Three years ago, I attended our annual International Conference. One of the breakout sessions had a speaker whose name, unfortunately, I cannot remember. He discussed, however, how he utilized a “book club” to help develop his company’s culture, which stayed with me. He explained the details of how to implement a book club, citing examples of books to read and including basic guidelines for everyone to follow.
I must confess; I do not enjoy reading books! I prefer audiobooks, podcasts, and videos, but this concept of starting a book club with my leadership team was intriguing. At our next meeting, I presented the idea. We then selected our first book, “21 Irrefutable Laws of Leadership” by John Maxwell and set a meeting to recur weekly.
Each week, we would read a chapter, and discuss key takeaways and how we could implement that week’s “Irrefutable Law.” Over time, it became apparent that the group's enthusiasm for the book was starting to dwindle, and the group felt that it was just taking too long to complete the book. As a side note, I would recommend that you not tackle a book chapter by chapter, but instead cover multiple sections each week to keep up the momentum and excitement for the book.
After several months of going chapter by chapter and discussing all 21 laws, we debriefed on how we felt the book club was working for the group. As a group, we all agreed that pace was too slow, we spent too much time on the book, and the team wanted to add video, white papers, articles and podcasts to the mix. The group had just transformed our “book club” into a “multimedia club,” and we also decided that each week a different person would be responsible to pick the topic, provide talking points and lead the discussion.
I recently sat down with my team and asked them two questions:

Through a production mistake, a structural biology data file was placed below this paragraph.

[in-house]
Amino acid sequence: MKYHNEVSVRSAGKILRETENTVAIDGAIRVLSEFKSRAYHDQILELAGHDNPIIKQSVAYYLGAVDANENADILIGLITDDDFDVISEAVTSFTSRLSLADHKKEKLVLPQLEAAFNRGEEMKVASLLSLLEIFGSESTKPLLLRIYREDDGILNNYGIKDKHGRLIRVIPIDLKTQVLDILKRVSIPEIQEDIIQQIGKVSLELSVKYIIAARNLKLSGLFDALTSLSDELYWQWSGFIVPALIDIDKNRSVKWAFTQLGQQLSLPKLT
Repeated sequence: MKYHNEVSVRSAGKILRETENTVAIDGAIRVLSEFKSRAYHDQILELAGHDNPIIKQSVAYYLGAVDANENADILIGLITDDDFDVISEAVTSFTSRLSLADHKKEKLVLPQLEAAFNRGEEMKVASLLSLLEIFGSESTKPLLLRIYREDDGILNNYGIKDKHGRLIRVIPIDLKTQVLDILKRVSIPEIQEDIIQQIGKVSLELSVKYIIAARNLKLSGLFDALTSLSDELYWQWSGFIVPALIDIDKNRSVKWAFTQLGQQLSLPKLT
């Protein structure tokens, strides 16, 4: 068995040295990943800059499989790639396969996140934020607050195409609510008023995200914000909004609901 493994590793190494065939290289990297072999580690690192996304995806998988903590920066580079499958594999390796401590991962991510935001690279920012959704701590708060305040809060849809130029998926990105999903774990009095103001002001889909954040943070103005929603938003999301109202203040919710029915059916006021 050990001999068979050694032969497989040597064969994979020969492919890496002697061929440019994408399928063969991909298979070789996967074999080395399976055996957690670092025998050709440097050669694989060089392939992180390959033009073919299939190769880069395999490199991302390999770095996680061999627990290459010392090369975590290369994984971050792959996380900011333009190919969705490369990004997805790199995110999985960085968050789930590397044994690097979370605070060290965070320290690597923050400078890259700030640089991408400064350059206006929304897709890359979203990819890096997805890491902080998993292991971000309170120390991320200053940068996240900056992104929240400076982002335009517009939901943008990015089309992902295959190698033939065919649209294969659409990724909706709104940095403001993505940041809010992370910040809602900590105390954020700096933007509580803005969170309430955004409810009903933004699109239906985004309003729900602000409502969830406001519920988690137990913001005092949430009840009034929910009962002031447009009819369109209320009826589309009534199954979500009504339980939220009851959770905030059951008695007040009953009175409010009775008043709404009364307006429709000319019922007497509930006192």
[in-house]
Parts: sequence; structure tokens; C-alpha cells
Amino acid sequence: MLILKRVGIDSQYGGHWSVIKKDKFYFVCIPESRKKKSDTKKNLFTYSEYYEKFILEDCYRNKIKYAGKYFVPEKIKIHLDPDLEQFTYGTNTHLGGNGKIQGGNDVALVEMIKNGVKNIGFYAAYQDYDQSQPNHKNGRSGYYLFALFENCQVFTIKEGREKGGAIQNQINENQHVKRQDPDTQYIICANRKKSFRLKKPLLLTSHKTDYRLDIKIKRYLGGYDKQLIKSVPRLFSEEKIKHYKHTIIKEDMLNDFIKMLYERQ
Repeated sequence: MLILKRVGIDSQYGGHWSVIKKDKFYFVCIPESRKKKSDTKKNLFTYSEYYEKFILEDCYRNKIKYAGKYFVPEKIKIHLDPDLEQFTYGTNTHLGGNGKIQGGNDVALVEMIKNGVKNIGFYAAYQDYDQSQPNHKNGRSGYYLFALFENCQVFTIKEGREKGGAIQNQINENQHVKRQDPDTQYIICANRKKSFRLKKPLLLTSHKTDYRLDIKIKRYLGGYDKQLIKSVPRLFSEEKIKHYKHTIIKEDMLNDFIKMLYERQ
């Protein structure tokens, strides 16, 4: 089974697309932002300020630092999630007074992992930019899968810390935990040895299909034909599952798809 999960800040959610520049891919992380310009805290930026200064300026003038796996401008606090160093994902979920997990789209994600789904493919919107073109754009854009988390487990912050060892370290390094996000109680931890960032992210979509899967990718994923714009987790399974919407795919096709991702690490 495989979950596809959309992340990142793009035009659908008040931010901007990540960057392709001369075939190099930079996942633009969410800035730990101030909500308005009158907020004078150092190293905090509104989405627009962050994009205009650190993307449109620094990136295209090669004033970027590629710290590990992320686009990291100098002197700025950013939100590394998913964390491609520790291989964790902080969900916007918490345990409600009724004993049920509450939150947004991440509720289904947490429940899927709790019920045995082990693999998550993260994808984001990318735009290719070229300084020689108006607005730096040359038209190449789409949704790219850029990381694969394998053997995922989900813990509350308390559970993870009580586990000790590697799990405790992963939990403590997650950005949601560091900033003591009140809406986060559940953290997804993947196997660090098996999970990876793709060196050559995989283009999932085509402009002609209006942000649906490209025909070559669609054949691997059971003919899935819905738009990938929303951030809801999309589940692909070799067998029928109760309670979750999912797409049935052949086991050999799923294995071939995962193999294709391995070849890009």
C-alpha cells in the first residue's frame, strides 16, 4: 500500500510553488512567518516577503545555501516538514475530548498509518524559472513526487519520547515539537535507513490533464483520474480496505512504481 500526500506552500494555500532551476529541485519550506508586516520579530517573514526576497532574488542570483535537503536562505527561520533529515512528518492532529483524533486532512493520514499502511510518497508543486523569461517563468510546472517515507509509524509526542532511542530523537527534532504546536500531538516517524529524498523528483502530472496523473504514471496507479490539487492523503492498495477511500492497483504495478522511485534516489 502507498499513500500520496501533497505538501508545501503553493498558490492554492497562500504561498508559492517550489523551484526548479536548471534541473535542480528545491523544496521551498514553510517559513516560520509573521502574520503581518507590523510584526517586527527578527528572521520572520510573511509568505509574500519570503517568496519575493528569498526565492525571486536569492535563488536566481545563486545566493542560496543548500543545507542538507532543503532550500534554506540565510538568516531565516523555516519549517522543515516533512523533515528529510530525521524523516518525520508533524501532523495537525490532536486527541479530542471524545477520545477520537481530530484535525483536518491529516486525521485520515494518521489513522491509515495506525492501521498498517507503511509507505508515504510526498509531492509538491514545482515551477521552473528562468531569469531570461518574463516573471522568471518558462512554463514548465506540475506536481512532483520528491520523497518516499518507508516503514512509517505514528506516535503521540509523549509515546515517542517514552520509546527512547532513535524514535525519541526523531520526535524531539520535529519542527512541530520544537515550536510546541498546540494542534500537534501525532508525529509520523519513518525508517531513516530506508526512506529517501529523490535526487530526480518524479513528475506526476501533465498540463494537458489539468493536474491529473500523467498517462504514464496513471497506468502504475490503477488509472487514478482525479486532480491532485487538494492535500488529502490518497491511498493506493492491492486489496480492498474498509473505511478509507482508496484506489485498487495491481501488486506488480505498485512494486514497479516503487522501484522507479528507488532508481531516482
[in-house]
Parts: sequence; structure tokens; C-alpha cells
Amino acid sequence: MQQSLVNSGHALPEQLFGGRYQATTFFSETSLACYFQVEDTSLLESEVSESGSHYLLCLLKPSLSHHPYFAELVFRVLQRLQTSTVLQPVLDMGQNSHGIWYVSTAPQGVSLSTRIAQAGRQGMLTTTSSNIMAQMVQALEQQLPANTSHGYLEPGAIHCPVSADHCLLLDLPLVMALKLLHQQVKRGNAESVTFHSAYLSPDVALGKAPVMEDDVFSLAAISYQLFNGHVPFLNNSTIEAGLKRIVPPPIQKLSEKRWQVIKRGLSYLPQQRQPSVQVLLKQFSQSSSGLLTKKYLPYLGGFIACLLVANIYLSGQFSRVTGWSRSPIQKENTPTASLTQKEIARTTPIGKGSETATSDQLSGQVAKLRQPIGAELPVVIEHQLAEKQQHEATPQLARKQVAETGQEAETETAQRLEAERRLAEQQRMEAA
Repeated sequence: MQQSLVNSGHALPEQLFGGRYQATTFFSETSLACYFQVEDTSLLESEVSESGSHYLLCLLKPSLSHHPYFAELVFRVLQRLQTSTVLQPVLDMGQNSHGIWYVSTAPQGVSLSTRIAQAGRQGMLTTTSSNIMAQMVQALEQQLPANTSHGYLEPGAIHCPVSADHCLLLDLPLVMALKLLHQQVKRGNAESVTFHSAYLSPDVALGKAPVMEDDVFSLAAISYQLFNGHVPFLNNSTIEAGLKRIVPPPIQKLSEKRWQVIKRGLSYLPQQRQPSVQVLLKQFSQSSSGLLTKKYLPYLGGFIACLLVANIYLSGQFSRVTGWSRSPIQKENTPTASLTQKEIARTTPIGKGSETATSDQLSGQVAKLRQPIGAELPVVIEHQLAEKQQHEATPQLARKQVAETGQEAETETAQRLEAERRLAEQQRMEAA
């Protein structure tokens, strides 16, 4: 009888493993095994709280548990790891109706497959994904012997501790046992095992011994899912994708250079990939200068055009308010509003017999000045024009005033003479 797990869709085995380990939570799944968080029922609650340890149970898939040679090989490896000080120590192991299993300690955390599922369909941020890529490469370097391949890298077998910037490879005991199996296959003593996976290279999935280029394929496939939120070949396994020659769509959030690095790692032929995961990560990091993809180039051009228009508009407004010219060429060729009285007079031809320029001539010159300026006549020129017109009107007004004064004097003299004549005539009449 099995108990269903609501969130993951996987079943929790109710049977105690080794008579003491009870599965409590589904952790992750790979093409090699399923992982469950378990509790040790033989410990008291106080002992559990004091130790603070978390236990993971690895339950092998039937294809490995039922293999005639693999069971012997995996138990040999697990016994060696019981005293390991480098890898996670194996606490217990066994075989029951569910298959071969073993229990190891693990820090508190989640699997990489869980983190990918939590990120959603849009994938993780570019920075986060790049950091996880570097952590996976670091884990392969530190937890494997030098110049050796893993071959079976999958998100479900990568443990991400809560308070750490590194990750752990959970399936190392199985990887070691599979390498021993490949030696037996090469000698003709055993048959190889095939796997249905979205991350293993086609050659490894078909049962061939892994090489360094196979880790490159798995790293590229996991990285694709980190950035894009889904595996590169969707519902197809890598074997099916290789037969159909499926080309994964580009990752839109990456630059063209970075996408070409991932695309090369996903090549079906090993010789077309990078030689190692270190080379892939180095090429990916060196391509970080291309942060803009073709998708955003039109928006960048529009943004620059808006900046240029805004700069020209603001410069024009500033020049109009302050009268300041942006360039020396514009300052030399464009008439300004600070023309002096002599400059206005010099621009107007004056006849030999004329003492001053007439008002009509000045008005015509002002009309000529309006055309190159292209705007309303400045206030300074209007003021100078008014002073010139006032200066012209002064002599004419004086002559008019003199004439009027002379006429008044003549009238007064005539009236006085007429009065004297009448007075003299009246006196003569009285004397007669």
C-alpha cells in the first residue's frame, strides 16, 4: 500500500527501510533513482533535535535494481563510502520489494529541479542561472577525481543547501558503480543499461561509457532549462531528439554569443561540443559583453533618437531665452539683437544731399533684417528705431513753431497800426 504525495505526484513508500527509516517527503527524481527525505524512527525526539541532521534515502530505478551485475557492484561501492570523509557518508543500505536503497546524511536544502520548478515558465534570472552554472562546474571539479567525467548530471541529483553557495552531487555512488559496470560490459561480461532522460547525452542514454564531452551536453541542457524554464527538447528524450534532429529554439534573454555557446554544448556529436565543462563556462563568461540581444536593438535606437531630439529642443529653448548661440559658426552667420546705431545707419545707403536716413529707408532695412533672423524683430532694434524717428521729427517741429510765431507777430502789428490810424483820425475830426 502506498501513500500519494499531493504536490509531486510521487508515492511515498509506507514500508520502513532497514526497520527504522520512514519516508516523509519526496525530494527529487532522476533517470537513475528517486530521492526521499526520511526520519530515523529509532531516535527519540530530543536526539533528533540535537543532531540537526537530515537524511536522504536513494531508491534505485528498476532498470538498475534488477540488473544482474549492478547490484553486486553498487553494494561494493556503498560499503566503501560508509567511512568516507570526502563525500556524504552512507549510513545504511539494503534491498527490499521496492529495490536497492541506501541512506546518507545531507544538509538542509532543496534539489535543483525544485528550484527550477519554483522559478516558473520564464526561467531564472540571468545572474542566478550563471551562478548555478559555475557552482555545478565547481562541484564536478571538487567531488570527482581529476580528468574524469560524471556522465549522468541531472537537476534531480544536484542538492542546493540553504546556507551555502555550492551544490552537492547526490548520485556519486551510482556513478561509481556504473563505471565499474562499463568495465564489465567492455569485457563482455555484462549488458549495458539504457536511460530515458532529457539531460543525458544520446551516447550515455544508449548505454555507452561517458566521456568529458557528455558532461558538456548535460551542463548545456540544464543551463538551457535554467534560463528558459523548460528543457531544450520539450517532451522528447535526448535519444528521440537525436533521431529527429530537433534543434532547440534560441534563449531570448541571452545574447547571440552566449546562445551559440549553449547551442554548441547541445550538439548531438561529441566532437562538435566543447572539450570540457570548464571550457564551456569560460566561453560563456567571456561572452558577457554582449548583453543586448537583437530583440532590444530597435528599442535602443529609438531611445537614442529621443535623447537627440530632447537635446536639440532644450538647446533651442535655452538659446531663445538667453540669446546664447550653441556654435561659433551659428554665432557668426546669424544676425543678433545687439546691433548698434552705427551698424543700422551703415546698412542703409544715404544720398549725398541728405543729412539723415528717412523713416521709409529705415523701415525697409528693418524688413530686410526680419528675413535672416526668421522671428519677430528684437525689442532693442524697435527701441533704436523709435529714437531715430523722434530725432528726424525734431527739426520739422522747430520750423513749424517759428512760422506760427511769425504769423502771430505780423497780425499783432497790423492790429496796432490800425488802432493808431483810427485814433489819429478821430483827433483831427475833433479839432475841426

- What value did the “Multimedia Club” bring to our leadership team?
- What advice would you give to someone who wanted to start their own “Book” or “Multimedia Club”?
Here is a summary of their answers to the two questions:
What value did the “Multimedia Club” bring to our leadership team?
- Provided an opportunity to learn from each other in a safe and collaborative environment.
- Created a deeper understanding of what motivates each leader and how they approach different workplace scenarios.
- Uncovered different perspectives and approaches to complex issues.
- Helped identify skills gaps and areas for the team to grow.
- Provided an opportunity for leaders from different departments to build stronger relationships and foster the right culture.
- Allowed each leader the opportunity to be vulnerable and empathetic to others as they talk openly about their challenges and insecurities as a leader.
What advice would you give to someone who wanted to start their own “Book” or “Multimedia Club”?
- Create and document the rules of your “Multimedia Club,” so as you invite members to join, they understand what the expectations are for each person participating.
- Provide each person attending the opportunity to select a topic for discussion, talking points and leading the discussion.
- Encourage the use of video, podcasts, magazine articles, blog articles, white papers and books to keep the sessions
- Make sure to send out the topics and required materials at least five days in advance to give everyone plenty of time to prepare for the weekly discussion.
- Invite a diverse set of people from your organization. The group should represent people from different backgrounds, cultures, job roles and departments.
- Ensure that it is a “judgment-free” zone; everyone must come with an open mind and willingness to learn.
I hope that this article will inspire you and your team to start your own “Multimedia” or “Book Club” within your organization. If you do start one or if you already participate in one, we would love to hear your feedback and ideas.
Lastly, this article was a collaboration between all the fantastic leaders that participate in our weekly “Multimedia Club.” I want to thank Alissa Jelley, Carlinde Kallianiotis, Tania Sones, Andrea Reynolds, Melissa Antrobus, Anne Gambina, Eryne Busch, Eric Oldendorf, Jamie Sangiorgio, Ellen Bradley and Brian Zibricky for helping write this article and create an environment for each of us to grow and learn from one another.